Dystopian novel on book-banning, racism selected for 2023 Flagler Reads Together

This year’s selection is ‘Our Missing Hearts,’ by Celeste Ng.

The Flagler County Public Library branch in Palm Coast. File photo
The Flagler County Public Library branch in Palm Coast. File photo
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This year’s Flagler Reads Together selection concerns a contentious topic in the nation and Flagler County: book banning.

The year's Flagler Reads Together selection is "Our Missing Hearts," by Celeste Ng. Cover image from www.penguinrandomhouse.com

Every year, the Flagler County Public Library tries to pick books that are relevant to current times and discussions for its annual March Flagler Reads Together event, Library Director Holly Albanese said. 

This year’s book, the dystopian novel "Our Missing Hearts," by Celeste Ng, hits on several important themes, Albanese said.

Some books, she said, teach about the past so people don’t repeat it. “['Our Missing Hearts'] is more of a cautionary tale of what the future could be,” Albanese said.

Ng has written two previous New York Times bestsellers: "Everything I Never Told You" and "Little Fires Everywhere," which was adapted into a series on Hulu.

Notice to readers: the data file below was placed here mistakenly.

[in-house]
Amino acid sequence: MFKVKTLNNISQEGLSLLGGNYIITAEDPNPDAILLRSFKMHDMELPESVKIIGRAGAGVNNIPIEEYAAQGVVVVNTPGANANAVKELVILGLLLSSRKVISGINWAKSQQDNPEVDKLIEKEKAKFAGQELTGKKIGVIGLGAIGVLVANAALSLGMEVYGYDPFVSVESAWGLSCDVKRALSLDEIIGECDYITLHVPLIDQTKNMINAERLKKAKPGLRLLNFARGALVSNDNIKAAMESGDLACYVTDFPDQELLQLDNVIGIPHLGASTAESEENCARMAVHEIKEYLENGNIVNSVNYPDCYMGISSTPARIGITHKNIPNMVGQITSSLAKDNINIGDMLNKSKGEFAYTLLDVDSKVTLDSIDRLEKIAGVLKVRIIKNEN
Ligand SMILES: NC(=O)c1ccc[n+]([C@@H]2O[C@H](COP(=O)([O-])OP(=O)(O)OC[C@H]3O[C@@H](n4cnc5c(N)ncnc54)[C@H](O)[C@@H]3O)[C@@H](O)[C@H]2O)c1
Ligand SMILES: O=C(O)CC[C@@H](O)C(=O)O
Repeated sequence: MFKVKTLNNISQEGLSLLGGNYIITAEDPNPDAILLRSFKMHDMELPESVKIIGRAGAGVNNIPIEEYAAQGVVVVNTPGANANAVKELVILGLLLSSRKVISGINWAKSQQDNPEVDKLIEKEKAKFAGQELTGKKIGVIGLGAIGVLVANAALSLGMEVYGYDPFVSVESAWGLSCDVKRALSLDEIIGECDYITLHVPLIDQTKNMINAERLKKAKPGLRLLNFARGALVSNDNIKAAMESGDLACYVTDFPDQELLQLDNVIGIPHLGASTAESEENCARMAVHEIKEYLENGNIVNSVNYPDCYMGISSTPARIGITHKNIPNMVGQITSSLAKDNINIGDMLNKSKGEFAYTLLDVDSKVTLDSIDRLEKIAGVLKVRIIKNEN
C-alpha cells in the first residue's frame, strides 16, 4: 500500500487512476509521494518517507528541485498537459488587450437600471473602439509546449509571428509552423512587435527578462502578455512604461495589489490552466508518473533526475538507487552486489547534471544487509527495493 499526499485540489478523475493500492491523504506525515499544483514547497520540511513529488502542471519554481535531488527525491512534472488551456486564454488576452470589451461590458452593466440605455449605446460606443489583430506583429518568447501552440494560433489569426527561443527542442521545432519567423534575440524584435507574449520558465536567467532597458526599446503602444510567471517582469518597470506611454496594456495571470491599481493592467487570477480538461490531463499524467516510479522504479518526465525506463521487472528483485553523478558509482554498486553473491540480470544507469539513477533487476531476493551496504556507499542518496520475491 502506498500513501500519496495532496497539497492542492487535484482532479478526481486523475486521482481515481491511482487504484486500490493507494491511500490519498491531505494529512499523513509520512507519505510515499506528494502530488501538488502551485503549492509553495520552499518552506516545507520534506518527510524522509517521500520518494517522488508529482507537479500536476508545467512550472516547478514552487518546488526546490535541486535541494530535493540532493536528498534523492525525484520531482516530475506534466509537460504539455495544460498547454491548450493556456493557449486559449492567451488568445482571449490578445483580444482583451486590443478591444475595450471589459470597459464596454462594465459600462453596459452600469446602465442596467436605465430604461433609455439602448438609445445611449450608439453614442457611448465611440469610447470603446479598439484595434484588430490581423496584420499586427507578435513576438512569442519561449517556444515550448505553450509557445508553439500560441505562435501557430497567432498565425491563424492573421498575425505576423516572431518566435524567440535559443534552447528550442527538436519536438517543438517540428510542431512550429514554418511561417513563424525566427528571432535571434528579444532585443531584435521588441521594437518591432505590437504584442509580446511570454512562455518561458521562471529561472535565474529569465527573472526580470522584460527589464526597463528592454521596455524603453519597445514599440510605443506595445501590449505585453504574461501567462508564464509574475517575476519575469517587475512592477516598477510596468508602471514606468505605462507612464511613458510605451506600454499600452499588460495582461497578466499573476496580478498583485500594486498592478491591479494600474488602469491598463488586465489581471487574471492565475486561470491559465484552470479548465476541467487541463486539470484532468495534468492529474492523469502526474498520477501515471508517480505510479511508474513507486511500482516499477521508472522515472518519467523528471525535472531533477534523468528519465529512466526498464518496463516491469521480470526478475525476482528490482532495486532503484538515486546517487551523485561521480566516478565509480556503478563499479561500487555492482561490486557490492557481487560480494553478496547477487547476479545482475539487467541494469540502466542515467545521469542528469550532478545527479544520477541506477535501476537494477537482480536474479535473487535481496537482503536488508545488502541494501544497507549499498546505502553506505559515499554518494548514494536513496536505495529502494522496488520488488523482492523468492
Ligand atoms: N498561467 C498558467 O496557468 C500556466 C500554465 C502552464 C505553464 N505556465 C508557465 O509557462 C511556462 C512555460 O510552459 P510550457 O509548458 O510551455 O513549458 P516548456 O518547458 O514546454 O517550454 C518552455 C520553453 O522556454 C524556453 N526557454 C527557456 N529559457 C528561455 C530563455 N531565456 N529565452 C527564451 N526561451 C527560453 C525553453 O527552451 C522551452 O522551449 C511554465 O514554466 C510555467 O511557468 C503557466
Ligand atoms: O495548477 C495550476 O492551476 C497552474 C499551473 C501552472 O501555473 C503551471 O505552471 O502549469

"Our Missing Hearts" was published in October 2022 and follows a 12-year-old boy whose mother’s poems were deemed un-patriotic at a time when laws were written to preserve “American culture,” according to the book’s synopsis.

“Because we're talking about book challenges, racism — it’s all things that do happen in our society,” Albanese said. “And we, frankly, if we don't talk about it, it could become bigger.”

Librarian Lisa Catalano works in circulation and sees almost every book the library has. When she saw "Our Missing Hearts," she said, there was no contest for her as to what this year’s Flagler Reads Together selection should be.

“It was an obvious winner right off the bat,” Catalano said. “I think we all agreed that that was the one that we wanted to go with, just because it's so relatable.”

Catalano said that the book also speaks to how libraries and librarians play a role in freedom of information.

“And not only that, it's also a message of being brave and hopeful and having humanity as well," she said. 

In keeping with the book’s themes, the library will host a kick-off poetry reading at 1 p.m. March 4. The Flagler County Book Club will host a discussion on Ng’s book at 2:45 p.m. on March 22, then a movie matinee at 1 p.m. March 24  of the dystopian novel "The Handmaid’s Tale." 

Whether Flagler County residents choose to read "Our Missing Hearts" or a different book, Albanese said, doesn’t matter — as long as they read.

“Of course, we want to always encourage reading,” she said. “But hopefully in the month of March, those who would like to join us will read 'Our Missing Hearts.'”


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